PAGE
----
I have a 17 year old son and my problem is that he does not let me approach him to communicate with him as much as I would like. He never trusts me with any of his personal problems and prefers to spend time in his room communicating with his friends, which I understand – but find it excessive to the extent that he does it. He tends not to talk to me at all about his friends, about his relationships, about his life and he does not want me to interfere in his life at all. Although he is not violent, he often has a suspicious and aggressive attitude towards me. He questions everything I say to him and he judges it, as if he believes that I am constantly trying to make fun of him. He refuses even the slightest smidgen of advice I give him and it is much worse when I tell him that something he did was not right. He often belittles me and tells me that “I don’t know” what I’m talking about.
I do not know how to approach him, and I tell myself that he is still immature and I hope that growing up he will relax and become more open. I have thought that maybe he should talk to a specialist but he does not want to hear that either. I would like your opinion.
Many times behind ‘immature’ behavior can be hidden a feeling of personal inferiority, the belief that someone is not good enough. The most common way in which one may react to a feeling that is very disturbing is to try to cover it up. That is why he often denies any criticism that will make him feel uncomfortable and may bring his shortcomings to the surface again. He tries to impose his views strongly, without arguing calmly, and he can become aggressive when others disagree with him. He may seem emotionally self-sufficient and self-assured, but in reality he is vulnerable, hurt, and unable to manage his emotions.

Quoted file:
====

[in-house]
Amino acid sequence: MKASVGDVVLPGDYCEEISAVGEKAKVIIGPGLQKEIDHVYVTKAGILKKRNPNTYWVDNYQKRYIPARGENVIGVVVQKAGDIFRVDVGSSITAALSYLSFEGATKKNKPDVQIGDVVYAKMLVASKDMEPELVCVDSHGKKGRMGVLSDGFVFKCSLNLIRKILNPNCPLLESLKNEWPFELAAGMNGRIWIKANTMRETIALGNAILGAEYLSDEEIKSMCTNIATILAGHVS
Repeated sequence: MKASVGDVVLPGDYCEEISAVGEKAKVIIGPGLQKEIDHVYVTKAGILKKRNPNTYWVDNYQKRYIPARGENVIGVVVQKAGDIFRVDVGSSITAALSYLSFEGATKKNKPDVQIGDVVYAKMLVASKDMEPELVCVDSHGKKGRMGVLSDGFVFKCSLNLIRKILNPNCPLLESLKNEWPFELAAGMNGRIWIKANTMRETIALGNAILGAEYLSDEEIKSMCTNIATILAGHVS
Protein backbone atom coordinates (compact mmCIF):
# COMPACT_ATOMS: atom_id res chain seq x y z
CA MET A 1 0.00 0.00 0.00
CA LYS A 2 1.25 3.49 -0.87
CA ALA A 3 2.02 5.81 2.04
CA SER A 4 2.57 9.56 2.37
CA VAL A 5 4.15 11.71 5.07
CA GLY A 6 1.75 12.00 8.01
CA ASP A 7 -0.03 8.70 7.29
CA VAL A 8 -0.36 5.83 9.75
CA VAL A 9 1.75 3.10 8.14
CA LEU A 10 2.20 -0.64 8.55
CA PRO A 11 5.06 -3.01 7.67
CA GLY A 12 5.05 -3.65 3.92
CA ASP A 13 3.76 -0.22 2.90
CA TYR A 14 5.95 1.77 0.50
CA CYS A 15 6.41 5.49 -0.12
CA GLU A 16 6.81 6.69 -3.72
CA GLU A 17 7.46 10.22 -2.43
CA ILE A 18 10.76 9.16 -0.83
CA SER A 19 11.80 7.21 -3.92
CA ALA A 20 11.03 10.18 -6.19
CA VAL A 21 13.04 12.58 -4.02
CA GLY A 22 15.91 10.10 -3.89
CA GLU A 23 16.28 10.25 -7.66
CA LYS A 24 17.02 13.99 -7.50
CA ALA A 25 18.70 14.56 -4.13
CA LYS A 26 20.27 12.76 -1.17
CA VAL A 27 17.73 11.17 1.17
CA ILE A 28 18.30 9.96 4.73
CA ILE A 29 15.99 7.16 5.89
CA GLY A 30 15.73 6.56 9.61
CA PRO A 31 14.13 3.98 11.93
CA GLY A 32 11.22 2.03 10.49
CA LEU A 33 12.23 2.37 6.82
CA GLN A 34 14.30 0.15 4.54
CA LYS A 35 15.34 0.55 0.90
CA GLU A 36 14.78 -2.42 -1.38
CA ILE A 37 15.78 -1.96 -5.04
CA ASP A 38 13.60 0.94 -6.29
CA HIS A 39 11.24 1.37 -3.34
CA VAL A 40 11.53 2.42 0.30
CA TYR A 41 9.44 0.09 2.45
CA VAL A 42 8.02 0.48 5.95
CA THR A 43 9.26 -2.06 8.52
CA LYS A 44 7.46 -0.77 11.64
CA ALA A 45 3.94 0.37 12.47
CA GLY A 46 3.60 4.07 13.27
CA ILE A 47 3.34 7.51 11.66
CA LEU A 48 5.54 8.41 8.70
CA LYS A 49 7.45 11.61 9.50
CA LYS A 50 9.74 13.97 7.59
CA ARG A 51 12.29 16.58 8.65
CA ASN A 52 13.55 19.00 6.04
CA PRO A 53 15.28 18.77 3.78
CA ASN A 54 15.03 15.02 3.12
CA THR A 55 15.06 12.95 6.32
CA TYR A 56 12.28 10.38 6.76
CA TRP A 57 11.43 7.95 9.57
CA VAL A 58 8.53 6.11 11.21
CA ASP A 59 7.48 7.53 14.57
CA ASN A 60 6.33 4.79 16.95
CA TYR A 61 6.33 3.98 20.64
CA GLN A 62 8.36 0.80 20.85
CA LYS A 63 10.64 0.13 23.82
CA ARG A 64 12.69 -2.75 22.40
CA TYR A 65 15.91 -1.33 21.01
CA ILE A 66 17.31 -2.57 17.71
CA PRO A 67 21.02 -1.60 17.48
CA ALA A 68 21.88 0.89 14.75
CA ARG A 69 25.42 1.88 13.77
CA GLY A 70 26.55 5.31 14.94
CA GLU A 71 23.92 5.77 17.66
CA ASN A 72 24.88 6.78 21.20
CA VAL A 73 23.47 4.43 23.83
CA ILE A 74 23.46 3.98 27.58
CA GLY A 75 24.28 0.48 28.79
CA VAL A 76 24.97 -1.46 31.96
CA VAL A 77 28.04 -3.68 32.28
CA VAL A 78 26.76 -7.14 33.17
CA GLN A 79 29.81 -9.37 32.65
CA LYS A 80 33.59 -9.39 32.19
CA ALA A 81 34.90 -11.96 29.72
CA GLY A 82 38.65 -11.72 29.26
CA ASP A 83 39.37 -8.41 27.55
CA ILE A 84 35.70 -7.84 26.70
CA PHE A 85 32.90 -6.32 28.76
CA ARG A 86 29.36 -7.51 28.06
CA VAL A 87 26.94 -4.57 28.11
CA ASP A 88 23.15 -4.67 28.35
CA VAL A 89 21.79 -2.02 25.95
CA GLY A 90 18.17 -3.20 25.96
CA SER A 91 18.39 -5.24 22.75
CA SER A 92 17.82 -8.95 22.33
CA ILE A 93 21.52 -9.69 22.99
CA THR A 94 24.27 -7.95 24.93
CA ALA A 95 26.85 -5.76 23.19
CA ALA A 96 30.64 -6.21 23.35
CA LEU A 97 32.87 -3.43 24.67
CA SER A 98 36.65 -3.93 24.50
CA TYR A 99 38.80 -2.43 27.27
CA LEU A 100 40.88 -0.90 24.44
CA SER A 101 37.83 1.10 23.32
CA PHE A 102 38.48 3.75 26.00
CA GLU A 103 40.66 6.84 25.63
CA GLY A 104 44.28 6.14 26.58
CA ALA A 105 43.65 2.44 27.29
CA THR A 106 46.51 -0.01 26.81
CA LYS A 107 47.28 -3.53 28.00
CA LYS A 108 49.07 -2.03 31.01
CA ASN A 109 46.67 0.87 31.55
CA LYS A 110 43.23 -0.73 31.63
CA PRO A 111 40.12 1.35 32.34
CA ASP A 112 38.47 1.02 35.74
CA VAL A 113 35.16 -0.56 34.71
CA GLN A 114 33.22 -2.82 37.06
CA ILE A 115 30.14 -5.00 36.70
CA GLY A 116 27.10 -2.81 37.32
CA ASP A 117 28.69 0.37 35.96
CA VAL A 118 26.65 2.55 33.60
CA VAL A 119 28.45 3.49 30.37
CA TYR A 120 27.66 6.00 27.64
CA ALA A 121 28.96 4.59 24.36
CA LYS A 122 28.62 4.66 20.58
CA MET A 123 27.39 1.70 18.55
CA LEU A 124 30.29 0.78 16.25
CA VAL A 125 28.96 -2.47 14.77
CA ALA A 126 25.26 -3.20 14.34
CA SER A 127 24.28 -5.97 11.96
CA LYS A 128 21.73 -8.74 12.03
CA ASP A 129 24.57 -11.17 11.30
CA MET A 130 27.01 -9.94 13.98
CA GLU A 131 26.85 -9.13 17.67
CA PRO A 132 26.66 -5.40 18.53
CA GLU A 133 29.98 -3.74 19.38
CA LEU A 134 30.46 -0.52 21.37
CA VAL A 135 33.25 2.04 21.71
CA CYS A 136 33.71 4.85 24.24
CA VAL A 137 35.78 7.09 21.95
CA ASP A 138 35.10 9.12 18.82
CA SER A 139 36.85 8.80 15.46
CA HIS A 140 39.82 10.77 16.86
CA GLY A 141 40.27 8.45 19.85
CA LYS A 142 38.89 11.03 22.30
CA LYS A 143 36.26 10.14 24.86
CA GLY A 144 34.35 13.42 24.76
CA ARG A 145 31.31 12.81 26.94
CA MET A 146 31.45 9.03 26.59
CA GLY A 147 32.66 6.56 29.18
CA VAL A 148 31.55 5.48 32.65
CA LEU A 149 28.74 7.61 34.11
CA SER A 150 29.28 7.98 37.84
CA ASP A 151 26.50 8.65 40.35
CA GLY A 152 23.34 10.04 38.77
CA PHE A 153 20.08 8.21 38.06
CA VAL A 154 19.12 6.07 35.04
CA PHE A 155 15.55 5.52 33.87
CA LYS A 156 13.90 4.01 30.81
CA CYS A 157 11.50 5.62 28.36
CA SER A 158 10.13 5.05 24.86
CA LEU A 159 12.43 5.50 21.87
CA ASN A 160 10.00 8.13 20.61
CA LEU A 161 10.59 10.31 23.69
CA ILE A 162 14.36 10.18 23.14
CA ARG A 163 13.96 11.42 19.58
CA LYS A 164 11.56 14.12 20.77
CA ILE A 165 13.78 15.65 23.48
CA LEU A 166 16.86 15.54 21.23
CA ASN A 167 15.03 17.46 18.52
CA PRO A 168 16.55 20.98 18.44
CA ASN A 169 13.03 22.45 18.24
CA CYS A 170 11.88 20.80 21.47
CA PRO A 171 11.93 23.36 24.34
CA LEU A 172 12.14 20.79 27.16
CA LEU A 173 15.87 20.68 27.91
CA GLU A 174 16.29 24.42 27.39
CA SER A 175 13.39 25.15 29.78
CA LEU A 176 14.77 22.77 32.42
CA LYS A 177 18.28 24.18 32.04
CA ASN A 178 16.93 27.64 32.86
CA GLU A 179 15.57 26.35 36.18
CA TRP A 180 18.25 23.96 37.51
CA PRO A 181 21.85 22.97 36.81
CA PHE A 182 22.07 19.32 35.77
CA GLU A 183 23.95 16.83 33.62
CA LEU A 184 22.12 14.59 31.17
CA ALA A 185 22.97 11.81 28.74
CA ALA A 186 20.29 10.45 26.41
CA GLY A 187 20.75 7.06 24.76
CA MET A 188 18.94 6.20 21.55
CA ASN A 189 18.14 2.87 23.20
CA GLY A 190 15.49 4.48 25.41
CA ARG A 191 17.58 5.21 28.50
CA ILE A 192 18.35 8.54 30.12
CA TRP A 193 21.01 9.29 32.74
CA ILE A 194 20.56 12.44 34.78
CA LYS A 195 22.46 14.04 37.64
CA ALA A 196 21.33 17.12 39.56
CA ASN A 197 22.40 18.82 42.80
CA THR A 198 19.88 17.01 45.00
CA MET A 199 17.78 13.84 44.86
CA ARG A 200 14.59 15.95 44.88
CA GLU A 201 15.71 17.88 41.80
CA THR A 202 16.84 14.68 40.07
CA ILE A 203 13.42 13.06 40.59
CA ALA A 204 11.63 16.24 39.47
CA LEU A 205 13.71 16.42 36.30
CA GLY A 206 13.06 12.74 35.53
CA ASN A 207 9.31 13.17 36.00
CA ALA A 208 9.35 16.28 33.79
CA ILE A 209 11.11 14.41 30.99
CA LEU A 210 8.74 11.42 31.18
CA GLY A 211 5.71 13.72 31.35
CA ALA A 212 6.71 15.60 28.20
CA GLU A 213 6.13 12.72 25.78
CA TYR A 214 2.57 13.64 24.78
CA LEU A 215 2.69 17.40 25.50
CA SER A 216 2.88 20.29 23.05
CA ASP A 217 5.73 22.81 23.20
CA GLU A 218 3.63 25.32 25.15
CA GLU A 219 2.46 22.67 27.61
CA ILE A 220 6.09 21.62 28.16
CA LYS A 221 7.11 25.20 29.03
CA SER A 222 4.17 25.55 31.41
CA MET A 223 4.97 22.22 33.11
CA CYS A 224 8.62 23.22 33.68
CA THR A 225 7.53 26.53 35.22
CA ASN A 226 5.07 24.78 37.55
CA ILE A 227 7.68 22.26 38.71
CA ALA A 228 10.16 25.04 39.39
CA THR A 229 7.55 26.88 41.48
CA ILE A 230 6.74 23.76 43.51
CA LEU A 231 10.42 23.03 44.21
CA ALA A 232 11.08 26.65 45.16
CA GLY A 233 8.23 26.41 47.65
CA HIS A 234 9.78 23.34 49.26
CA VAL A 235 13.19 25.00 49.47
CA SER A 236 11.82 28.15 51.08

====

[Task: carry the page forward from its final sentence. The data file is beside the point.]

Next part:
The way one perceives oneself has to do with how one feels about being ‘seen’ by important others in one’s life, especially in childhood. A child who feels that he is not loved for what he is, who is often criticized, that important others see him and point out his mistakes and inadequacies, is likely to grow up to feel that he is not worthy and this will determine his entire adult behavior.
Maybe something similar happens in your case. You write to me that your son does not tell you what he faces in his life, does not tell you about his relationships or what concerns him. If this behavior is similar with other important people in his life, he may be hiding a feeling of personal inadequacy or lack of trust in others.
But if he behaves this way mainly towards you, maybe this is a sign that your child for some reason does not trust his relationship with you. In this case, it might be helpful for you to talk to a mental health professional so that you can understand what is wrong with your relationship with your son and how you can fix it.
All people carry wounds from childhood. The only way to heal them is to accept them, look at them with love, and want to overcome them. The ‘immaturity’ in these cases lies not so much in the behavior as in the difficulty of realizing the reality of one’s life, forgiving important others for their mistakes, and moving on. Unfortunately, this is a process that cannot be imposed from outside. However, many people, growing up and realizing that parts of their lives are malfunctioning, decide to enter the redemptive process of psychotherapy and gain a more conscious and happy life.
Stavroula Tsoutsa is a Certified Holistic Professional Life Coach, ICF ACC, Certified Heartmath Coach/Mentor and Trainer, and Certified Points of You Practitioner.